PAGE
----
Since I'm such a novice here, I kind of appreciate hearing a point of veiw from someone with your knowledge. It can be hard if you end up not liking some type of music that I might like, but I really do appreciate the way I've learned to hear what makes music good, from reading what you write & since I don't have a way of hearing some of these new CDs( at least for now) coming out before I buy them it's nice to get some idea from someone that knows about it.

PostPosted: Wed Mar 28, 2007 8:38 pm
by judith
howard male wrote:! God it's all so confusing.

You're engaged in different kinds of writing. I would imagine this in itself would be confusing. Would it help if you went back to the origin of the written word as the symbolic conveyor of an image? For example, when the "you're a chicken" chimed in, if you would have considered the picture you were painting of a writer, then inserted the picture your metaphor uh, inspired...would you have used that image?

With the Tinarawen, did anything of the music, as you were listening to it, evoke images of their history?

As for the history of Tinariwen being much printed, someone involved with journalism and the public once told me: It's been proven, any information the public receives through the media, will be forgotten in nine days, unless it's re-inforced. I always thought that was interesting. Nine days is such an unusual number. Maybe Gordon has some theories about the number nine.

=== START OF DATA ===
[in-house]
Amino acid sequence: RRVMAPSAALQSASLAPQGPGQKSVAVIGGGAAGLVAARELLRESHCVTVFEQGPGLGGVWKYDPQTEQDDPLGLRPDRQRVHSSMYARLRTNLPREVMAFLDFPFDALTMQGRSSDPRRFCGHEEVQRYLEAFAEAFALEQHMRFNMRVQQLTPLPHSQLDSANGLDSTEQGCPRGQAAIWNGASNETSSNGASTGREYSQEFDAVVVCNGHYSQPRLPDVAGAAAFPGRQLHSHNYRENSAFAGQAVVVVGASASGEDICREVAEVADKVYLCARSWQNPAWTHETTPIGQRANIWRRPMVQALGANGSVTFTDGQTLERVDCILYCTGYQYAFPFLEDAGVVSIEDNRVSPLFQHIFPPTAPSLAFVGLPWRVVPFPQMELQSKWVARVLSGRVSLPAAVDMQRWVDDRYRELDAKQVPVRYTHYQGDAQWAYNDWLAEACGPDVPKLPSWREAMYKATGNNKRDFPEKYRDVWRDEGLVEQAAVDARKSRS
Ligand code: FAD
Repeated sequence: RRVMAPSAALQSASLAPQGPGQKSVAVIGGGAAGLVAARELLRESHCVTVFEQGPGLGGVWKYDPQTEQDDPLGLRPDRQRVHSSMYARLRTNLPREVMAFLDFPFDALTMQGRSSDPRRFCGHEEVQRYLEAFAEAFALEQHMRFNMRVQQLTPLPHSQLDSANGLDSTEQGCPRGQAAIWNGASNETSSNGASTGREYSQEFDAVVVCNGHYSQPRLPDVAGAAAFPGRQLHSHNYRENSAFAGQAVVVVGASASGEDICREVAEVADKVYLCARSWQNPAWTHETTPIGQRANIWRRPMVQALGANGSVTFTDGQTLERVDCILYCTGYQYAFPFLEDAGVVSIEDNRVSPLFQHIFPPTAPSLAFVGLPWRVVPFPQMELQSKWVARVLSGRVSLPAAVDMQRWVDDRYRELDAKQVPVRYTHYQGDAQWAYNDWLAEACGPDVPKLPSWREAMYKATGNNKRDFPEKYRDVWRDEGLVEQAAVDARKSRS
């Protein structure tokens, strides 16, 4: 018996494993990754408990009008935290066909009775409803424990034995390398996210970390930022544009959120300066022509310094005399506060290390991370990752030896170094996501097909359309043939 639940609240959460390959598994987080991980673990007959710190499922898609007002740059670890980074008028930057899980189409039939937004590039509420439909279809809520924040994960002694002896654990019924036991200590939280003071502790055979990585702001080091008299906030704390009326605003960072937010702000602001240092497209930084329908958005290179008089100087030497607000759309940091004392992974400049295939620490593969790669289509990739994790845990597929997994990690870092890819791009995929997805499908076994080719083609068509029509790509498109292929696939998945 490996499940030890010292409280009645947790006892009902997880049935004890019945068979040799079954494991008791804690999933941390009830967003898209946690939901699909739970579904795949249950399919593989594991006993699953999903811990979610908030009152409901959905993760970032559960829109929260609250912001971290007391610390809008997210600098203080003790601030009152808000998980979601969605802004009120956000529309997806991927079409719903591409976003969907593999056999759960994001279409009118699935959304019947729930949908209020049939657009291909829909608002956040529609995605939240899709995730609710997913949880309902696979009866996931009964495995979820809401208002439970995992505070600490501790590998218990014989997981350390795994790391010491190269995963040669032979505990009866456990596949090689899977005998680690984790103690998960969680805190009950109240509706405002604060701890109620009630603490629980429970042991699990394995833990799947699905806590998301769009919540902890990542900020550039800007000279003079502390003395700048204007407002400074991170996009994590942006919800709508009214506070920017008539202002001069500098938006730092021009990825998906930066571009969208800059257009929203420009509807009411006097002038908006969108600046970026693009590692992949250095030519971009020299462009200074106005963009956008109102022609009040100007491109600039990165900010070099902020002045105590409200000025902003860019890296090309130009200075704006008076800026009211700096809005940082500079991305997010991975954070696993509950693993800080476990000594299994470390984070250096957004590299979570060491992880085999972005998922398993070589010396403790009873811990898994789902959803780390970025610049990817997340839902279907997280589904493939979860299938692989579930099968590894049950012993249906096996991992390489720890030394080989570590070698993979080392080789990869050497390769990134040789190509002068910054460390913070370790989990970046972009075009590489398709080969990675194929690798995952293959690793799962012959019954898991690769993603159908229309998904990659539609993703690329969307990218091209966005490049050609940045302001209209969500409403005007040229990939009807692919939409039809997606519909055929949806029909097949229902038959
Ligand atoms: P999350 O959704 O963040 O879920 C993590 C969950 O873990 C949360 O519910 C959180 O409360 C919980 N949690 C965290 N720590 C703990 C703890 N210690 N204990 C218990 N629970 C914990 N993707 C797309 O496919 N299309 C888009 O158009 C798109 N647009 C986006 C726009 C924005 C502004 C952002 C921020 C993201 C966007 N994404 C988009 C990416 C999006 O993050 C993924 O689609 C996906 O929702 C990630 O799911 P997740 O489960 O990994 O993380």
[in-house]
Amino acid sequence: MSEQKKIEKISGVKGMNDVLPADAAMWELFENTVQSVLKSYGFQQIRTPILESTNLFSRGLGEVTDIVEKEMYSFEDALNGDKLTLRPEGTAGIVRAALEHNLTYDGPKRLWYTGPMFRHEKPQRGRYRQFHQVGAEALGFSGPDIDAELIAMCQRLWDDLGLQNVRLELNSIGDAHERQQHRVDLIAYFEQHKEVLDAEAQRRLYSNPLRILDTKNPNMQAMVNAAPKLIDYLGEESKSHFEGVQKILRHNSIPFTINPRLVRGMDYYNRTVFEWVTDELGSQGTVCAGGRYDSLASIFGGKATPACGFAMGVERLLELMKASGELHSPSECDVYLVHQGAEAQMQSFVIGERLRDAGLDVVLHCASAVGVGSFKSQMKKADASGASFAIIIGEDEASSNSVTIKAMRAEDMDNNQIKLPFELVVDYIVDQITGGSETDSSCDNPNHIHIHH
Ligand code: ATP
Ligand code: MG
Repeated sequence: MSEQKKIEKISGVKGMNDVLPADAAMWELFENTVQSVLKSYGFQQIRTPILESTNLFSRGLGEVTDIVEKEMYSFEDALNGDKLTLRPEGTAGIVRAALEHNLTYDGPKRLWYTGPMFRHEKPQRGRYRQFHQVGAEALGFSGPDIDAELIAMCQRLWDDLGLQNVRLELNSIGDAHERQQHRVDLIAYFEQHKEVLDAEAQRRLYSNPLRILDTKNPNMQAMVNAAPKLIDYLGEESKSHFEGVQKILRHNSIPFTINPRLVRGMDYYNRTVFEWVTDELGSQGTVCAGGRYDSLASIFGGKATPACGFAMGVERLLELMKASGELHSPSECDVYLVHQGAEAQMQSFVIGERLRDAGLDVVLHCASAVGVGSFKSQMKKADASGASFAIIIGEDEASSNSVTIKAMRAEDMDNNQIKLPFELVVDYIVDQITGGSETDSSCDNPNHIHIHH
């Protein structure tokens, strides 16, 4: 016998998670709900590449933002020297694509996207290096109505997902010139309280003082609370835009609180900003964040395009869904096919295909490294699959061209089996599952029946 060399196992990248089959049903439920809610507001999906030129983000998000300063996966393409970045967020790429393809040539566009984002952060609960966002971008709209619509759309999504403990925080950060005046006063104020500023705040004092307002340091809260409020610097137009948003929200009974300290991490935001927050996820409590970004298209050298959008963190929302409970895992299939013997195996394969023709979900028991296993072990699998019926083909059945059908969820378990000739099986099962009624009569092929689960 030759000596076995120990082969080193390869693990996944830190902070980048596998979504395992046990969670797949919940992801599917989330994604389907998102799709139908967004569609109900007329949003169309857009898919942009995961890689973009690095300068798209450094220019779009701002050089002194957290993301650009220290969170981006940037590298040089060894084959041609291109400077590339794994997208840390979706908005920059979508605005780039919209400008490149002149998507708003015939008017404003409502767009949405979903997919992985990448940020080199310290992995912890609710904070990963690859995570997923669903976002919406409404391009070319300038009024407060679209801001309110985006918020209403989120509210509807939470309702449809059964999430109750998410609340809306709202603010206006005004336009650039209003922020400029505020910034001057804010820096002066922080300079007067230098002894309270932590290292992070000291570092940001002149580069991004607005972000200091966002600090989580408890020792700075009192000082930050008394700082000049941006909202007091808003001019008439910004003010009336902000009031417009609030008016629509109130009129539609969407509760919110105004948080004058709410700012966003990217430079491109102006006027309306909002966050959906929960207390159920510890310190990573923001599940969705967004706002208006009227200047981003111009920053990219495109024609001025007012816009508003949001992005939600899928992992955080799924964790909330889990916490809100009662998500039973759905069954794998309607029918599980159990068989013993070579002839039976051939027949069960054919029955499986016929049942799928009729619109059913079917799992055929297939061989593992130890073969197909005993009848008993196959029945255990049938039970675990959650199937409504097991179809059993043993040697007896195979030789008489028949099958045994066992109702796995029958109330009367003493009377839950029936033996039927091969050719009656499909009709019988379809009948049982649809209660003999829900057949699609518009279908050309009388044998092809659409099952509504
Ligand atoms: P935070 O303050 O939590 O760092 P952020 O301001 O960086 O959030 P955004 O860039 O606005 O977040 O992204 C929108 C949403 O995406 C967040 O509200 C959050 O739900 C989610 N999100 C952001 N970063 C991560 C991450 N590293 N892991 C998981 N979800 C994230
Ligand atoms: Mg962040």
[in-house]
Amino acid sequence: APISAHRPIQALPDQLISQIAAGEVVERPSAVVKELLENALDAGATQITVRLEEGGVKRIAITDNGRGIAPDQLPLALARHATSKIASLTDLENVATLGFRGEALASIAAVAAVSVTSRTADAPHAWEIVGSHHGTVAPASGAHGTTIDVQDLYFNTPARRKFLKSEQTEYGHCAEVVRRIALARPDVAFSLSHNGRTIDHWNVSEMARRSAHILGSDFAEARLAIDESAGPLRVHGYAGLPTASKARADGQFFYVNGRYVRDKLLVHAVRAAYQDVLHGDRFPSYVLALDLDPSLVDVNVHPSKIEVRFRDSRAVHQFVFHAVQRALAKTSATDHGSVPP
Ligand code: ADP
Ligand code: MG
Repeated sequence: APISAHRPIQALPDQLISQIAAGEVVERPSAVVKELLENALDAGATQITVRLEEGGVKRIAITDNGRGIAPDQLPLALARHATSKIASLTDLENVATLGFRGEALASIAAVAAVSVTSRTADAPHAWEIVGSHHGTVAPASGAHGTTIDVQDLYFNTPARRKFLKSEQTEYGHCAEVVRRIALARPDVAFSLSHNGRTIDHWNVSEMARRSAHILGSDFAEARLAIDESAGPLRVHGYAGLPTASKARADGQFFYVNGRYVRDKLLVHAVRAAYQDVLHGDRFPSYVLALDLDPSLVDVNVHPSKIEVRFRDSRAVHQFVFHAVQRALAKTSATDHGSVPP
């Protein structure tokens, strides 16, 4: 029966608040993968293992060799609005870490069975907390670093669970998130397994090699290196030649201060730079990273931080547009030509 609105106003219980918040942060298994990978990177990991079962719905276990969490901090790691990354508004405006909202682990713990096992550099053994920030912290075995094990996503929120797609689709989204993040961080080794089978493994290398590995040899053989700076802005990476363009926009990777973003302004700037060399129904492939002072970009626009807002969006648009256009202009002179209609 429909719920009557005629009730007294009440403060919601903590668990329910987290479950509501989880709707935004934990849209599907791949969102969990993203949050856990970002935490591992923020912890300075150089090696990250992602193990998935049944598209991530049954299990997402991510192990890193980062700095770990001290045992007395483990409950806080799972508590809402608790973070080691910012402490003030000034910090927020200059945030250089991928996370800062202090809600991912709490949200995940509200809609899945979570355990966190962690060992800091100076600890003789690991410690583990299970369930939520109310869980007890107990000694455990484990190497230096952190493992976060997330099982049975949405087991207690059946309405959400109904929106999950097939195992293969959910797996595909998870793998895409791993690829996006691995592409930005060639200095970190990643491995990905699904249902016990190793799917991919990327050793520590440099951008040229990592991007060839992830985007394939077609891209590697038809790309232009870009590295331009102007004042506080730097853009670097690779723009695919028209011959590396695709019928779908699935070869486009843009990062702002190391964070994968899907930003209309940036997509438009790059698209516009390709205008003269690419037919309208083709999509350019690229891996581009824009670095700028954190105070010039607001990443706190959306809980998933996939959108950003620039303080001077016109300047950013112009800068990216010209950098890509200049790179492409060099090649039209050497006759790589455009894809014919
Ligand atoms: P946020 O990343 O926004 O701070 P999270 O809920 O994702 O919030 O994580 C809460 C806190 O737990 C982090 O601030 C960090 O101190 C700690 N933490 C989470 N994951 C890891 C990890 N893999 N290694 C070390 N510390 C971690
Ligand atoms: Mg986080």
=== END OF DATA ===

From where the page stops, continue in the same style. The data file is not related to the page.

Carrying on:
And Howard. Thank you for the compliment.

PostPosted: Wed Mar 28, 2007 8:39 pm
by Chris P
Storm in a teacup..... let people be robust and challenging as long as their is no evil or cynicism in their intent. Howard, what I'd like most of all would be for you to carry on reviewing as your reason and impulses tell you to. Don't over-analyse your motives or second-guess the reader too much. Shoot from the hip with judgment and wisdom...

flippin heck, just read what I'd written and it sounds like some mumbo-jumbo self-help tome !

Back to the music.........more opinions and reviews from everybody please. 'Dancing about architecture' is fun and stimulating...

PostPosted: Thu Mar 29, 2007 9:50 am
by howard male
Judith wrote -

You're engaged in different kinds of writing. I would imagine this in itself would be confusing.

I hadn't thought of it like that, Judith. Buy, yes, there is a lot (well, a little) fruity language in the novel, and one or two crude and sexist characters now I think of it. So perhaps my writing styles did get mixed up there for a moment.

Chris Potts wrote -

Don't over-analyse your motives or second-guess the reader too much.

It's more a question of second-guessing the editor, Chris. The only reader I have in mind when I'm writing is myself - I try to produce something I think I'd like to read. But the editor's the person who'll send it back to you if you break too many rules.

But anyway, enough of what I think, and what I should or shouldn't do. I really wanted this topic to look at the broader picture, so I'm glad Paul's put things back on track.

Paul Webster wrote -

Now - "good" and "bad" is subjective.

But only sometimes, would be my answer to that. It's funny that we can usually, fairly unanimously decide when a film is a turkey, but music is a far trickier animal - hardly ever a 100% turkey.